- This event has passed.
Online – Letting in the Light: Using Mindfulness Practice to Reconnect to Positive Emotion, Experience and Wellbeing
December 9, 2022 @ 9:00 am - 5:00 pm GMT
There are two fundamental emotional systems of mind: a negative valence system (NVS) that drives negative affective experience and regulates withdrawal from threatening or punishing stimuli and a positive valence system (PVS) that drives positive affective experience and regulates approach to rewarding or nourishing stimuli.
To be able to make the most of opportunities in life and deal well with the challenges life throws at us, it is helpful for us all to learn how to regulate both of these systems. Many individuals struggling with mental health difficulties like depression experience difficulties in both of these tasks.
Historically, the explicit emphasis in the family of mindfulness based cognitive therapy interventions has been helping individuals to change how they relate and react to negative thoughts and feelings that emerge from the NVS. However, there is increasing recognition that mindfulness can also helpfully change how individuals relate and react to positive thoughts and feelings that emerge from the PVS. This is reflected in the wellbeing and flourishing emphasis of novel curricula like Mindfulness Based Cognitive Therapy for Life (MBCT-L).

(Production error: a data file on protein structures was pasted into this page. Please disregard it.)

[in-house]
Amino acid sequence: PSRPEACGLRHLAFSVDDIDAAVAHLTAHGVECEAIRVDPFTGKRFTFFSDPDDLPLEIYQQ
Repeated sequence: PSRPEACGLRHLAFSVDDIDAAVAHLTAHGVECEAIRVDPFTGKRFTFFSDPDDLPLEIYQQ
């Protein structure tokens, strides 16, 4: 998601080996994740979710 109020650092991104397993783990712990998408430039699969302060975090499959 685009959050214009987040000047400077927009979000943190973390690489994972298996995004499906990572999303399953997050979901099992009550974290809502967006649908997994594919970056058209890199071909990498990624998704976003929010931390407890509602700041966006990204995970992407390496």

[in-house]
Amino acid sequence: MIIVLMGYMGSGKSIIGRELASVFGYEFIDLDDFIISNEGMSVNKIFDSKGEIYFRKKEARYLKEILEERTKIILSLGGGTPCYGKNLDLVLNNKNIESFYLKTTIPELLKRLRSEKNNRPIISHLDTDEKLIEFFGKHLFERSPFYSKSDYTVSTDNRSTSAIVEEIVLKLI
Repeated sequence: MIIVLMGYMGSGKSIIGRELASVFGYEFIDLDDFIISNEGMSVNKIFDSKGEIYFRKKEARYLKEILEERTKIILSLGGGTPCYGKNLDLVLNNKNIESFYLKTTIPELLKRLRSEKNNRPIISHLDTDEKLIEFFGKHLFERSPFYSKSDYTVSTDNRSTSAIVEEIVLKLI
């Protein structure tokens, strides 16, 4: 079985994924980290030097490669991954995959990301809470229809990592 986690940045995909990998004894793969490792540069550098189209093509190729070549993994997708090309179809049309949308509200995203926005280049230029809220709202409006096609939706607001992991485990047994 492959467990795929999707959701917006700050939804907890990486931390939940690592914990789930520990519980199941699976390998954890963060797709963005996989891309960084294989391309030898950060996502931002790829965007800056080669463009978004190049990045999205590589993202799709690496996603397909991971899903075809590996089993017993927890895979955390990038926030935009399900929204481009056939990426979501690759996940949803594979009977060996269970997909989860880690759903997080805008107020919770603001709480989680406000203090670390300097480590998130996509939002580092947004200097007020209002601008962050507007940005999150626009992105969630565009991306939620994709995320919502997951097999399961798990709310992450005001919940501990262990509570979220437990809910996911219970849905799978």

The workshop is led by Barney Dunn (a clinical psychologist who leads a programme of work understanding and treating PVS disturbances in clinical groups and has developed ADepT) and Megan Colletta (a IAPT high intensity therapist and mindfulness practitioner with experience of ADepT). Both work at the AccEPT clinic at the University of Exeter, which regularly delivers MCBT for depression and MBCT for Life to clinical and non-clinical populations.
This workshop assumes you have a working knowledge of mindfulness and some experience of using it in clinical or non-clinical settings.
It is particularly relevant for clinicians offering MBCT and Mindfulness for Life (MCBT-L) in group settings or using mindfulness informed approaches in their work.
It is also relevant for others offering mindfulness based interventions in non-clinical settings, as the focus will be on identifying and overcoming barriers to pleasure that many individuals encounter.